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  • Writer's pictureDanielle Uehara

Devastating Storms Strike Mississippi and the South

An EF4 tornado in late March touched down in Rolling Fork, Mississippi, destroying homes and toppling the city’s water tower (NOAA, Wikimedia Commons).

On March 24, an unusually powerful tornado struck western Mississippi, killing 26 people and shocking meteorologists. That weekend, several of the surrounding states experienced similar weather events. A total of 20 tornadoes struck the southern U.S. over the next few days, leaving widespread destruction in their wake.

Tornadoes in Rolling Fork

Around 8:00 p.m. on March 24, a tornado touched down on the Mississippi-Louisiana border. It then moved east through Rolling Fork, traveling nearly 60 miles and lasting more than an hour. A level four on the Enhanced Fujita (EF) scale, the second-highest rating possible, the nearly 170 miles per hour winds were strong enough to snap trees, tear apart houses, and topple the town’s water tower. Storm chasers described it as a “wedge tornado,” meaning its width appears larger than its length, allowing it to be more destructive over a larger area. The Rolling Fork tornado had a width of about three-quarters of a mile and the power to fling debris 30,000 feet into the air.

The tornado struck Rolling Fork at night while most residents were asleep. Nighttime tornadoes can be twice as deadly as those that occur during the day, especially in this case because the National Weather Service (NWS) was only able to issue a warning 20 minutes prior. For many, the raging winds were the only warning they received before the tornado struck. Stephanie Cox, a storm chaser based in Oklahoma, commented that she had “never seen [a tornado] that violent or heard one just make that roar sound - that sounds like a train horn coming right at you.”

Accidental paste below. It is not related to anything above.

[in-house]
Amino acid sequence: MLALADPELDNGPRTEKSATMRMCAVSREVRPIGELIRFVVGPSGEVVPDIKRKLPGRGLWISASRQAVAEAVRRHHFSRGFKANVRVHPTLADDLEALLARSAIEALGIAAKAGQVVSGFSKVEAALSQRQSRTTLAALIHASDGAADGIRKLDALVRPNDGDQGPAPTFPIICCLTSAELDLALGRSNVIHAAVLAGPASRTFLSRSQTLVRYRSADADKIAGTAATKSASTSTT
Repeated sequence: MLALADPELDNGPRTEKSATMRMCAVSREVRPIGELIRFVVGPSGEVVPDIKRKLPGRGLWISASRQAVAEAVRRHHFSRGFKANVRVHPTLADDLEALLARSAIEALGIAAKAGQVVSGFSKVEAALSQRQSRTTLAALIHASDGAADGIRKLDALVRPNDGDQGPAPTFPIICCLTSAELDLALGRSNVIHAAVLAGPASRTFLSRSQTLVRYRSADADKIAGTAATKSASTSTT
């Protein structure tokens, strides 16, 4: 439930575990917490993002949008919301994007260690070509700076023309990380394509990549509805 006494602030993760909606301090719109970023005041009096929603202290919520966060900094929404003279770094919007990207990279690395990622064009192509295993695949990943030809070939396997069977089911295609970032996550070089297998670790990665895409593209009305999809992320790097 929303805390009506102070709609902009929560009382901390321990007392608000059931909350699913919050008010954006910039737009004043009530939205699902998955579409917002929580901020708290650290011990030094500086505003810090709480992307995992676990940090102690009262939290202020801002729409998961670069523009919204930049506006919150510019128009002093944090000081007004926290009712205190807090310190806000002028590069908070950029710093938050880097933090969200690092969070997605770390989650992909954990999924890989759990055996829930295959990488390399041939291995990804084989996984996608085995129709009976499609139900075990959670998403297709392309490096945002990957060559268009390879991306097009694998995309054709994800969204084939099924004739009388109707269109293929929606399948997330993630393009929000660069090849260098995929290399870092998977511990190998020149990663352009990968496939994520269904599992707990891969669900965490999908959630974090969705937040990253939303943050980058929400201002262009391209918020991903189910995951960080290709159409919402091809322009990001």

The tornado destroyed roughly 300 homes and businesses in Rolling Fork. In a city where one-fifth of the population lives below the poverty line and many residents rely on agriculture, weather events like this can be disastrous. Residents left alive were considered among the lucky. Still, Mayor Eldridge Walker remains optimistic, telling CNN, “My city is gone, but we’re resilient, and we’re going to come back.”

Other Tornadoes and Storms in the Area

Shortly after the tornado struck Rolling Fork, another tornado hit Black Hawk, Mississippi, a city 56 miles northeast of Rolling Fork. An EF3 tornado with maximum winds of 150 miles per hour, it made a 29-mile path of destruction east through Winona before ending near Kilmichael. One resident, Angel Straeter, said, “We’ve lived here since August 1999, and we have never had anything like this happen. Tornadoes don’t hit Black Hawk.”

However, this tornado in Black Hawk was not alone. Teams from the NWS have confirmed a total of 14 tornadoes in Tennessee, Arkansas, and Mississippi. Two tornadoes were reported in Arkansas, one in the city of Wynne, where it killed four people. Six more tornadoes hit West Tennessee, one rated an EF3, killing one person and causing significant damage in Covington and Tipton County. Finally, six tornadoes touched down in north Mississippi, including an EF2 tornado with peak winds of 130 miles per hour.